Rivera says he will be back for Game 1
NEW YORK -- Yankees closer Mariano Rivera said he plans to return from a family funeral in Panama on Tuesday in time for Game 1 of the AL championship series against Boston.
Rivera flew home to comfort relatives after two members of his wife's family were electrocuted in his pool. The ALCS begins Tuesday night at Yankee Stadium.
"I am going back to New York tomorrow, after the funeral, and rejoin the team," Rivera said Monday outside his home in Puerto Caimito, the fishing village where the accident occurred.
"At this moment, my family is my priority," he said. "I stopped thinking about baseball the moment I got on the plane."
Early Tuesday, Rivera will attend the funeral of Victor Dario Avila, a cousin of Rivera's wife, Clara, and Avila's 14-year-old son. The father was electrocuted when he tried to save his son, also named Victor, while cleaning the pool at the pitcher's home, officials said.
The Yankees have arranged for a private plane to bring Rivera back to New York.
"I don't want to say he's going to be back tomorrow," Yankees manager Joe Torre said earlier Monday. "If he's here tomorrow, wonderful. If he's not, then we understand that."
Rivera's agent, Fernando Cuza, told The Associated Press in an e-mail that the pitcher "should be back in time" for Game 1.
The local police log on the accident said that a suspended electrical cable fell into the pool while the younger Ayala was in the water and the father jumped in to try to rescue him.
The chief of the local fire department, Luis Felipe Caceres, said the only witness was Denis Ballestero, brother-in-law of Rivera's wife. Ballestero suffered shocks and was released from a hospital.
On Monday, a tarp had been raised in front of the Avila family's small zinc-roofed, concrete-walled house next door to Rivera's mansion.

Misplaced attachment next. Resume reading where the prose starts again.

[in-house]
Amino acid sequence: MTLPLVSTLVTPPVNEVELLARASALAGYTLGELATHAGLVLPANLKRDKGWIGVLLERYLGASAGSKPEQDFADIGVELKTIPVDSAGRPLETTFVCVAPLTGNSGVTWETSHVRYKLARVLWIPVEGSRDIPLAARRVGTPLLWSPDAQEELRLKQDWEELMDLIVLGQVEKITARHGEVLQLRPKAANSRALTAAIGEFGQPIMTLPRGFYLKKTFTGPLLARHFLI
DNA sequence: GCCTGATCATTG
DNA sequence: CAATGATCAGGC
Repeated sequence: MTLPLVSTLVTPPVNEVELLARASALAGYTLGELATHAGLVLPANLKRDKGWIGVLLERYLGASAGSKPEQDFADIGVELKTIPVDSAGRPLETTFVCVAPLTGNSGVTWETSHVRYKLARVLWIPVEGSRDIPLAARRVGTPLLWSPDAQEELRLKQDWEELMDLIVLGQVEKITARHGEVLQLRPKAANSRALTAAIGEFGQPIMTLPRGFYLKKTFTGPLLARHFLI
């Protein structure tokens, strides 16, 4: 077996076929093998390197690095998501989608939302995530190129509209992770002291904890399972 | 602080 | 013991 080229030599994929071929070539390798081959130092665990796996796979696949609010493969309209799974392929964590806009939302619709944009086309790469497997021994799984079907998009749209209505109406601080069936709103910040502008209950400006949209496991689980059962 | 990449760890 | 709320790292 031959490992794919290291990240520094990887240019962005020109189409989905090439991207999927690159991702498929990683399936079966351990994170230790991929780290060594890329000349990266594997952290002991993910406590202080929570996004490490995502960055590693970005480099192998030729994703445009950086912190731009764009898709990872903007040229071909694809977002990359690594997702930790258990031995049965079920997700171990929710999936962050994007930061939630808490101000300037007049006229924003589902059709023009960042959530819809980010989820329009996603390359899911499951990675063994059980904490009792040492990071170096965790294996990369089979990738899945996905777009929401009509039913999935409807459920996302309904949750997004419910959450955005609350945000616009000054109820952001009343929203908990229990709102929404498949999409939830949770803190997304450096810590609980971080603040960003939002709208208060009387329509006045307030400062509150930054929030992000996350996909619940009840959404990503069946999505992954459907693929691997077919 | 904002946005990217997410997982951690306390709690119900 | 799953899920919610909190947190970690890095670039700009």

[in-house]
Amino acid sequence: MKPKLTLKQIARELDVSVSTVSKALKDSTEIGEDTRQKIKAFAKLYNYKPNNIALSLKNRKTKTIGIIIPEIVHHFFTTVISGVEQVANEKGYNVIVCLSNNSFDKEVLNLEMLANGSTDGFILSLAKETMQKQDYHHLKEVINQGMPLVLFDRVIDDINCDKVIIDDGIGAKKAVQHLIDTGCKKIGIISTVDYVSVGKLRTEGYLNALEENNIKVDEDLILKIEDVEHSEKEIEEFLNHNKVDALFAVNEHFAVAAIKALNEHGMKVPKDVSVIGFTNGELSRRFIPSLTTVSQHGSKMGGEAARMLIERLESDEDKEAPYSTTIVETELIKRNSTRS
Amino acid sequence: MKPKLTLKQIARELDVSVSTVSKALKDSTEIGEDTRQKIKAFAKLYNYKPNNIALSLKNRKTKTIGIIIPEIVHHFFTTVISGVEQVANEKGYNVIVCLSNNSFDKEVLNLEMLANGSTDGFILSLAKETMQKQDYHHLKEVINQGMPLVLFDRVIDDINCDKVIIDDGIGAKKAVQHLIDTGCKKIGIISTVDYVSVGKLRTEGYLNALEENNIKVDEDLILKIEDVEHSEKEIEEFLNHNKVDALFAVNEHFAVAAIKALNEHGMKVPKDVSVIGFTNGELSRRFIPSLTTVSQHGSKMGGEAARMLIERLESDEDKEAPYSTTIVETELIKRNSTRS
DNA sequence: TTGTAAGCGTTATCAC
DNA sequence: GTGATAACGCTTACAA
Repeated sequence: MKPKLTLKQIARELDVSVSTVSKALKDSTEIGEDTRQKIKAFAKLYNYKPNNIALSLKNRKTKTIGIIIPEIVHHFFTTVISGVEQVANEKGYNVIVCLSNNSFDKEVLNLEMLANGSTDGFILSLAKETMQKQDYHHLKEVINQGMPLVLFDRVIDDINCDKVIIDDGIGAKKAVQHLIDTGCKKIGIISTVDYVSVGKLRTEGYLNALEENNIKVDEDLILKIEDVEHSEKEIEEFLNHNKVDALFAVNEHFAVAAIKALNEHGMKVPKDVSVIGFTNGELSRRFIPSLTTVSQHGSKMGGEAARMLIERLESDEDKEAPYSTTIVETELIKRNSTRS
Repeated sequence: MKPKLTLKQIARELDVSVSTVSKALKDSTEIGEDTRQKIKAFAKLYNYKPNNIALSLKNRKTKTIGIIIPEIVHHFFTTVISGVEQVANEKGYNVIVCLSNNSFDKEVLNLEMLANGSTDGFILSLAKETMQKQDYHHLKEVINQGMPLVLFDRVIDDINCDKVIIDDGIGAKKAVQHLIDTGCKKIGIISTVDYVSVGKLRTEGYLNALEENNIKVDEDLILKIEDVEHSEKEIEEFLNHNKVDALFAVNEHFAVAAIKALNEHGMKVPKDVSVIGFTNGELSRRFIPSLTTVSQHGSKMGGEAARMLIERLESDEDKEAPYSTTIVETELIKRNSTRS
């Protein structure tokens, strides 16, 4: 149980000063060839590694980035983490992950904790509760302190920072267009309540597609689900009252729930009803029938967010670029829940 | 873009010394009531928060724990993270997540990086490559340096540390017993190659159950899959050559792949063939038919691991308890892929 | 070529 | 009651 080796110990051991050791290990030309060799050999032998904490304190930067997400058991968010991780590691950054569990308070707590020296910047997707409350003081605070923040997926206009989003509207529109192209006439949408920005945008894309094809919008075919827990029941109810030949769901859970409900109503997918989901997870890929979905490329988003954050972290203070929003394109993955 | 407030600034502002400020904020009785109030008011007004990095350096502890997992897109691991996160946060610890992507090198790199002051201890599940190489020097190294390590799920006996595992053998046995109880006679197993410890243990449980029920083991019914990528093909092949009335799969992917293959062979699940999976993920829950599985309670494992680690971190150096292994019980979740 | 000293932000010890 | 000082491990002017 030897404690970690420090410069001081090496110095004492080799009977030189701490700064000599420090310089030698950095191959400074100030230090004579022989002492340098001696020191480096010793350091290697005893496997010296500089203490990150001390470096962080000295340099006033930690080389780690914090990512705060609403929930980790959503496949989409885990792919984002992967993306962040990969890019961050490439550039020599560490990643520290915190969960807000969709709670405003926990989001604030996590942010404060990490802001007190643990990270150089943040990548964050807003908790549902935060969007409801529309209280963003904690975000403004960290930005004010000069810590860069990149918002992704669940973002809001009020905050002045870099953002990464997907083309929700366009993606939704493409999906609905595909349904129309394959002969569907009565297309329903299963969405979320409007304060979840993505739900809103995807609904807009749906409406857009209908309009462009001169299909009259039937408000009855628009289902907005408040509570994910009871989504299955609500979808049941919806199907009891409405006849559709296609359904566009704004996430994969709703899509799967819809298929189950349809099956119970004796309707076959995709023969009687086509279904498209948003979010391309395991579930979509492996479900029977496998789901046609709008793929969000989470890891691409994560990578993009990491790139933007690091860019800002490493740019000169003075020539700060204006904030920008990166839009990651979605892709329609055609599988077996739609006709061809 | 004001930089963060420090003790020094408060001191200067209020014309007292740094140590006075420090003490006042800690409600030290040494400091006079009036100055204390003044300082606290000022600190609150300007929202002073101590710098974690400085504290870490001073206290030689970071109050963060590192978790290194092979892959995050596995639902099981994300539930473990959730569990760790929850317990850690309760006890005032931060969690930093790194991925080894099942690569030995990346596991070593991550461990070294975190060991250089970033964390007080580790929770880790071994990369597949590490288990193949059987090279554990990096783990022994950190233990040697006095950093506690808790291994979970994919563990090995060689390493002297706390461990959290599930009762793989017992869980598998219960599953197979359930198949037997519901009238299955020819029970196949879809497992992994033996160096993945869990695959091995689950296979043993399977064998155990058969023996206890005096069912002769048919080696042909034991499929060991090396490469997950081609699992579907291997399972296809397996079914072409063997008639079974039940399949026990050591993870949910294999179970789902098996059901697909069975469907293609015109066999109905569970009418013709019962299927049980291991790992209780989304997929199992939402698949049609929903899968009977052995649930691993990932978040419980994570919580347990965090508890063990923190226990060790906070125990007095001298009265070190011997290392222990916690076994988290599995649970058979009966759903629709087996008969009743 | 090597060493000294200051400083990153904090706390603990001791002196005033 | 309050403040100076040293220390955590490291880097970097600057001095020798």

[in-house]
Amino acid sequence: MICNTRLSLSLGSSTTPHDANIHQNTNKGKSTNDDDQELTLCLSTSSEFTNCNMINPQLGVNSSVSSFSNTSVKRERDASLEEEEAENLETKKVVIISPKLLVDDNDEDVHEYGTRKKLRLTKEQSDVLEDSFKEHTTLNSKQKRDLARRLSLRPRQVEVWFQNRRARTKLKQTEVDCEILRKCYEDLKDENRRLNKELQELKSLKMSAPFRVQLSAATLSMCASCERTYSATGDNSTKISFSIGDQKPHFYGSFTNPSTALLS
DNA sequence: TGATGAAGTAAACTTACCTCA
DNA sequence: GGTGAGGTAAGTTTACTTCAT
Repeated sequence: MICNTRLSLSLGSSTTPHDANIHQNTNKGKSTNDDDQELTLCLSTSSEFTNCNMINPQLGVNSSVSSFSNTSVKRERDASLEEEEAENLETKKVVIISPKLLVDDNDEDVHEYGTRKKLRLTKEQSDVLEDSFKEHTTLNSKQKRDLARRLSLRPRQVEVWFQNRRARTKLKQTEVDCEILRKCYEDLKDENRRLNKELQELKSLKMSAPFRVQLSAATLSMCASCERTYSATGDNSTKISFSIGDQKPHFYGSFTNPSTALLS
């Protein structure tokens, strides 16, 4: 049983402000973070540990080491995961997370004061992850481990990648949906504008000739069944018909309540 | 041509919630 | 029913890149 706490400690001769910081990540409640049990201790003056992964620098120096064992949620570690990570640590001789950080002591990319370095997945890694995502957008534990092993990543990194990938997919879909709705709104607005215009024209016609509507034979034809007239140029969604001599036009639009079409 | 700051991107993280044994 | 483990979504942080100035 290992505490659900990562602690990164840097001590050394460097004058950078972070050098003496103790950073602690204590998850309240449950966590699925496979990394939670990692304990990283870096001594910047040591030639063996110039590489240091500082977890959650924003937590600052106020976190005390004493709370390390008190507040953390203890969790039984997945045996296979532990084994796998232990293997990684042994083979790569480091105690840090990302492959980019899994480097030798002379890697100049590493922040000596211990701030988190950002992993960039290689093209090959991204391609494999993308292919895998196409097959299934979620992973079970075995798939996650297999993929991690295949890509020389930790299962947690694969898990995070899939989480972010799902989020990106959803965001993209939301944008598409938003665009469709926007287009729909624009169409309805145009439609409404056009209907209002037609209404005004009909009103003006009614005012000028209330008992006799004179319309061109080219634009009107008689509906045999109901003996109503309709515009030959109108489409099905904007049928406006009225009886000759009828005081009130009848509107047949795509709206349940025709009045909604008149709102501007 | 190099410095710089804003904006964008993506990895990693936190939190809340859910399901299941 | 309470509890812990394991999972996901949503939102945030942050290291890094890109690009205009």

Eight children, some barefoot, played baseball on a basketball court nearby, using the basket stands as bases. A heavy downpour soon drove them away. Many of the men from the town of 3,500 were at sea, fishing for shrimp.
Rivera's father was a fishermen, as was Avila, who also cleaned and maintained Rivera's home.
"There's great pain in Puerto Caimito because Victor was a very well-liked person in town," said a neighbor, Arnulfo Vega, 52, also a fisherman.
If Rivera doesn't return, it will be the first time since 1997 that Torre won't be able to call on the player who is widely regarded as the best closer in postseason history.
Rivera saved a postseason-record 23 straight games beginning with the first of three straight championships in 1998 and ending in Game 7 of the 2001 series. Rivera has failed to close out a game only three times in 33 postseason opportunities, including Game 2 of the division series against Minnesota last Wednesday.
Rivera learned of the deaths while celebrating with his teammates in the clubhouse after the Yankees beat the Minnesota Twins 6-5 on Saturday to reach the ALCS, with Rivera getting the win.
The Yankees have dealt with adversity in the past during the postseason. In 1996, Torre's brother, Frank, underwent heart transplant surgery, Darryl Strawberry was diagnosed with colon cancer just before the 1998 playoffs started, and Paul O'Neill's father died during the 1999 World Series.
"We've gone down the road with this as other people have on different teams ... But we've been pretty tough, I guess, in situations like this," Torre said.
"I think with Mariano, if he's here, physically tomorrow, he'll say, 'Give me the ball.' And whether it's 100 percent or 50 percent, it's still going to be damned good."
Copyright 2004 by The Associated Press